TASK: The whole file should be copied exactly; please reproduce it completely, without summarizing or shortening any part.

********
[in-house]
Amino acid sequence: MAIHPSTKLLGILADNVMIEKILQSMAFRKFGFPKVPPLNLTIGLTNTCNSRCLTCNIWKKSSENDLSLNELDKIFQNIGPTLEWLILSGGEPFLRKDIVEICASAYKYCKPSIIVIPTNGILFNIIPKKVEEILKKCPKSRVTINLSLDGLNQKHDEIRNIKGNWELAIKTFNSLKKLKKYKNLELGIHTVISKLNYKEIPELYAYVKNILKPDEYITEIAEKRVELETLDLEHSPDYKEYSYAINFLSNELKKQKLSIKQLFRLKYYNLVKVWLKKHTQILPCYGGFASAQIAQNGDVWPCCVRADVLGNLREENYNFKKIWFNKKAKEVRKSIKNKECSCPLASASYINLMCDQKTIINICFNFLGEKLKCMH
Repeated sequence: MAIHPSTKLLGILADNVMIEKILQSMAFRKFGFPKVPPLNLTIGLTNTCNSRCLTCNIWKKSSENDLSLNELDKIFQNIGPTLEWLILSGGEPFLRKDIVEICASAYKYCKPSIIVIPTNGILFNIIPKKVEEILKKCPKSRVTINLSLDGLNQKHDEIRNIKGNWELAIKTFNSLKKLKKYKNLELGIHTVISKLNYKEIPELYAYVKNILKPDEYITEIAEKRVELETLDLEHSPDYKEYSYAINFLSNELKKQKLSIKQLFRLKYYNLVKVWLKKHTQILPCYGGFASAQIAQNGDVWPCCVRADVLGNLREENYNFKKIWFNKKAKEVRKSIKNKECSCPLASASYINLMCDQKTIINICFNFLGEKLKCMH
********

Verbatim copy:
[in-house]
Amino acid sequence: MAIHPSTKLLGILADNVMIEKILQSMAFRKFGFPKVPPLNLTIGLTNTCNSRCLTCNIWKKSSENDLSLNELDKIFQNIGPTLEWLILSGGEPFLRKDIVEICASAYKYCKPSIIVIPTNGILFNIIPKKVEEILKKCPKSRVTINLSLDGLNQKHDEIRNIKGNWELAIKTFNSLKKLKKYKNLELGIHTVISKLNYKEIPELYAYVKNILKPDEYITEIAEKRVELETLDLEHSPDYKEYSYAINFLSNELKKQKLSIKQLFRLKYYNLVKVWLKKHTQILPCYGGFASAQIAQNGDVWPCCVRADVLGNLREENYNFKKIWFNKKAKEVRKSIKNKECSCPLASASYINLMCDQKTIINICFNFLGEKLKCMH
Repeated sequence: MAIHPSTKLLGILADNVMIEKILQSMAFRKFGFPKVPPLNLTIGLTNTCNSRCLTCNIWKKSSENDLSLNELDKIFQNIGPTLEWLILSGGEPFLRKDIVEICASAYKYCKPSIIVIPTNGILFNIIPKKVEEILKKCPKSRVTINLSLDGLNQKHDEIRNIKGNWELAIKTFNSLKKLKKYKNLELGIHTVISKLNYKEIPELYAYVKNILKPDEYITEIAEKRVELETLDLEHSPDYKEYSYAINFLSNELKKQKLSIKQLFRLKYYNLVKVWLKKHTQILPCYGGFASAQIAQNGDVWPCCVRADVLGNLREENYNFKKIWFNKKAKEVRKSIKNKECSCPLASASYINLMCDQKTIINICFNFLGEKLKCMH